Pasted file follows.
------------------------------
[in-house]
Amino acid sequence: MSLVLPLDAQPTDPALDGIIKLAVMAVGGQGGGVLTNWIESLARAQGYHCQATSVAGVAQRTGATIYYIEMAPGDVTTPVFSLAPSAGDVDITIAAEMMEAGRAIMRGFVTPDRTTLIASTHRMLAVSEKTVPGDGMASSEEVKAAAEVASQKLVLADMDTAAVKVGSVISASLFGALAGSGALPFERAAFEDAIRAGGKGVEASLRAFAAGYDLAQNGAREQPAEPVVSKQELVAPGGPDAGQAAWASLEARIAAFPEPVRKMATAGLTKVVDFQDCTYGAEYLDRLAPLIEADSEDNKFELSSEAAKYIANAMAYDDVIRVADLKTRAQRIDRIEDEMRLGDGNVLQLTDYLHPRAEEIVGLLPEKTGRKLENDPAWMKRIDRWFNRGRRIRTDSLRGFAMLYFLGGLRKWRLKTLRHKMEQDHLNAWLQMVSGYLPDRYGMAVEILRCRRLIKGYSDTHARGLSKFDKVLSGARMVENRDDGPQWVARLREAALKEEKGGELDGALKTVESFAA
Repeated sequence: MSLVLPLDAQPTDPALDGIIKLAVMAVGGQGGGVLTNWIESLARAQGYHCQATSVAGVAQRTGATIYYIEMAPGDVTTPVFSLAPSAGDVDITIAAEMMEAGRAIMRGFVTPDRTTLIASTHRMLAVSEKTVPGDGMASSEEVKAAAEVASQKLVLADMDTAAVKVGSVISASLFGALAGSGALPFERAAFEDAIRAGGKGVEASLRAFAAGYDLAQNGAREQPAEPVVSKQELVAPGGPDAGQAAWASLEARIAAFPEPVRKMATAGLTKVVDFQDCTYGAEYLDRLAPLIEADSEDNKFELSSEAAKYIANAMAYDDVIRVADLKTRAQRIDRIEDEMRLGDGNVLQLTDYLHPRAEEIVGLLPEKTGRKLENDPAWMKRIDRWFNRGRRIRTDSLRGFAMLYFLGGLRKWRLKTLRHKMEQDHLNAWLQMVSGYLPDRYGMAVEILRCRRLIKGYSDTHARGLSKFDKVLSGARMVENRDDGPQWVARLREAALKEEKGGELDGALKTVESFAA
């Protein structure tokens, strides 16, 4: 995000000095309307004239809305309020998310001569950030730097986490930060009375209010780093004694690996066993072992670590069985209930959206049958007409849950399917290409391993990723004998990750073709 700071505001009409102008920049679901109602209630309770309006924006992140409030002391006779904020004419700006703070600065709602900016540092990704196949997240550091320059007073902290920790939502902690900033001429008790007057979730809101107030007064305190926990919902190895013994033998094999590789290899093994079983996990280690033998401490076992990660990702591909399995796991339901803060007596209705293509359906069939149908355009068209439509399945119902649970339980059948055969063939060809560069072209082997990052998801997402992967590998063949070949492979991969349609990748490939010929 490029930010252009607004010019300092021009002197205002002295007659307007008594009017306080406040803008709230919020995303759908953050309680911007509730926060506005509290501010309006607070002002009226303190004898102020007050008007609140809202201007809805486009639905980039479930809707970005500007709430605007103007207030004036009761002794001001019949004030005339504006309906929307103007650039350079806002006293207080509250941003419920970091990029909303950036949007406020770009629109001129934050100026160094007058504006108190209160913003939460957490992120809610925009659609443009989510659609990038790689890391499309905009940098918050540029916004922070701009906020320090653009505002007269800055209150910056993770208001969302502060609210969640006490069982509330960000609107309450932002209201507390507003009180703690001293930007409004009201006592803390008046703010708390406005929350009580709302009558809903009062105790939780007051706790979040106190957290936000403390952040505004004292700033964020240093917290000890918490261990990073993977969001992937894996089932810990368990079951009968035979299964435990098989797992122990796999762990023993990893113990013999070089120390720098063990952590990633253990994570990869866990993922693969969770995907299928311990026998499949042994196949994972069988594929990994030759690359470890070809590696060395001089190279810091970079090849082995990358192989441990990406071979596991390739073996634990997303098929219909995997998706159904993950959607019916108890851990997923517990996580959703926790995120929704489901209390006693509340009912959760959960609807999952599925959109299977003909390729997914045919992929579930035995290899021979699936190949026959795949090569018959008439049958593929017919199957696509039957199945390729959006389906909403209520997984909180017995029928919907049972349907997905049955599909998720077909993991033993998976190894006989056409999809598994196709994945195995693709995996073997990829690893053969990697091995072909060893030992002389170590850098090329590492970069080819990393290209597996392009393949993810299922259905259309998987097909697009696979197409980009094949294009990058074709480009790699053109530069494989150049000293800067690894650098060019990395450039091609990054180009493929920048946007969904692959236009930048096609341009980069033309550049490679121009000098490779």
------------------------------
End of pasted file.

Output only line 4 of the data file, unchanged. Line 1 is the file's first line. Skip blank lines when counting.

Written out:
């Protein structure tokens, strides 16, 4: 995000000095309307004239809305309020998310001569950030730097986490930060009375209010780093004694690996066993072992670590069985209930959206049958007409849950399917290409391993990723004998990750073709 700071505001009409102008920049679901109602209630309770309006924006992140409030002391006779904020004419700006703070600065709602900016540092990704196949997240550091320059007073902290920790939502902690900033001429008790007057979730809101107030007064305190926990919902190895013994033998094999590789290899093994079983996990280690033998401490076992990660990702591909399995796991339901803060007596209705293509359906069939149908355009068209439509399945119902649970339980059948055969063939060809560069072209082997990052998801997402992967590998063949070949492979991969349609990748490939010929 490029930010252009607004010019300092021009002197205002002295007659307007008594009017306080406040803008709230919020995303759908953050309680911007509730926060506005509290501010309006607070002002009226303190004898102020007050008007609140809202201007809805486009639905980039479930809707970005500007709430605007103007207030004036009761002794001001019949004030005339504006309906929307103007650039350079806002006293207080509250941003419920970091990029909303950036949007406020770009629109001129934050100026160094007058504006108190209160913003939460957490992120809610925009659609443009989510659609990038790689890391499309905009940098918050540029916004922070701009906020320090653009505002007269800055209150910056993770208001969302502060609210969640006490069982509330960000609107309450932002209201507390507003009180703690001293930007409004009201006592803390008046703010708390406005929350009580709302009558809903009062105790939780007051706790979040106190957290936000403390952040505004004292700033964020240093917290000890918490261990990073993977969001992937894996089932810990368990079951009968035979299964435990098989797992122990796999762990023993990893113990013999070089120390720098063990952590990633253990994570990869866990993922693969969770995907299928311990026998499949042994196949994972069988594929990994030759690359470890070809590696060395001089190279810091970079090849082995990358192989441990990406071979596991390739073996634990997303098929219909995997998706159904993950959607019916108890851990997923517990996580959703926790995120929704489901209390006693509340009912959760959960609807999952599925959109299977003909390729997914045919992929579930035995290899021979699936190949026959795949090569018959008439049958593929017919199957696509039957199945390729959006389906909403209520997984909180017995029928919907049972349907997905049955599909998720077909993991033993998976190894006989056409999809598994196709994945195995693709995996073997990829690893053969990697091995072909060893030992002389170590850098090329590492970069080819990393290209597996392009393949993810299922259905259309998987097909697009696979197409980009094949294009990058074709480009790699053109530069494989150049000293800067690894650098060019990395450039091609990054180009493929920048946007969904692959236009930048096609341009980069033309550049490679121009000098490779």